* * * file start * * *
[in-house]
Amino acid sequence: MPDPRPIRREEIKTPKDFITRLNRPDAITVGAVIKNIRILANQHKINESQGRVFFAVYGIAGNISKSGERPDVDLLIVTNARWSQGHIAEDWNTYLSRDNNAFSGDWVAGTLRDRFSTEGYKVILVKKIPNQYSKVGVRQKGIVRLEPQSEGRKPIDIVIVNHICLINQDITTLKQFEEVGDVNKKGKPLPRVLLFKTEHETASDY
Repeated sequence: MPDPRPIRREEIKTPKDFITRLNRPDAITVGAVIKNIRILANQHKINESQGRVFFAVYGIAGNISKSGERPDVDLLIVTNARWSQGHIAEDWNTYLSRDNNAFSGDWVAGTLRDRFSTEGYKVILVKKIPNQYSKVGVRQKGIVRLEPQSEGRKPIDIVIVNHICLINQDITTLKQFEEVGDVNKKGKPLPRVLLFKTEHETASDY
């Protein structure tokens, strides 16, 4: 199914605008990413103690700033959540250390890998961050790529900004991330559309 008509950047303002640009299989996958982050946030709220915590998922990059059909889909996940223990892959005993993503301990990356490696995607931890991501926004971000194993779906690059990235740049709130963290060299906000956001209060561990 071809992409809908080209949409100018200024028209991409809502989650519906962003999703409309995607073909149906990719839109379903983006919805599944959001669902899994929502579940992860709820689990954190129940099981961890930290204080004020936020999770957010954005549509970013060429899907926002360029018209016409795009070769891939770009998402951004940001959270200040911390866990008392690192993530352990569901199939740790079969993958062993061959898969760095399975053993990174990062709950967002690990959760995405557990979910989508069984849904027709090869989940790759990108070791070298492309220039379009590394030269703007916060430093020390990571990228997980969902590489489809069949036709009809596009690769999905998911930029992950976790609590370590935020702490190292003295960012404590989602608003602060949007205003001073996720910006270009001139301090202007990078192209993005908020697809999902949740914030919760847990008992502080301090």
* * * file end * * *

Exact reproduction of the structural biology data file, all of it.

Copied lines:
[in-house]
Amino acid sequence: MPDPRPIRREEIKTPKDFITRLNRPDAITVGAVIKNIRILANQHKINESQGRVFFAVYGIAGNISKSGERPDVDLLIVTNARWSQGHIAEDWNTYLSRDNNAFSGDWVAGTLRDRFSTEGYKVILVKKIPNQYSKVGVRQKGIVRLEPQSEGRKPIDIVIVNHICLINQDITTLKQFEEVGDVNKKGKPLPRVLLFKTEHETASDY
Repeated sequence: MPDPRPIRREEIKTPKDFITRLNRPDAITVGAVIKNIRILANQHKINESQGRVFFAVYGIAGNISKSGERPDVDLLIVTNARWSQGHIAEDWNTYLSRDNNAFSGDWVAGTLRDRFSTEGYKVILVKKIPNQYSKVGVRQKGIVRLEPQSEGRKPIDIVIVNHICLINQDITTLKQFEEVGDVNKKGKPLPRVLLFKTEHETASDY
């Protein structure tokens, strides 16, 4: 199914605008990413103690700033959540250390890998961050790529900004991330559309 008509950047303002640009299989996958982050946030709220915590998922990059059909889909996940223990892959005993993503301990990356490696995607931890991501926004971000194993779906690059990235740049709130963290060299906000956001209060561990 071809992409809908080209949409100018200024028209991409809502989650519906962003999703409309995607073909149906990719839109379903983006919805599944959001669902899994929502579940992860709820689990954190129940099981961890930290204080004020936020999770957010954005549509970013060429899907926002360029018209016409795009070769891939770009998402951004940001959270200040911390866990008392690192993530352990569901199939740790079969993958062993061959898969760095399975053993990174990062709950967002690990959760995405557990979910989508069984849904027709090869989940790759990108070791070298492309220039379009590394030269703007916060430093020390990571990228997980969902590489489809069949036709009809596009690769999905998911930029992950976790609590370590935020702490190292003295960012404590989602608003602060949007205003001073996720910006270009001139301090202007990078192209993005908020697809999902949740914030919760847990008992502080301090």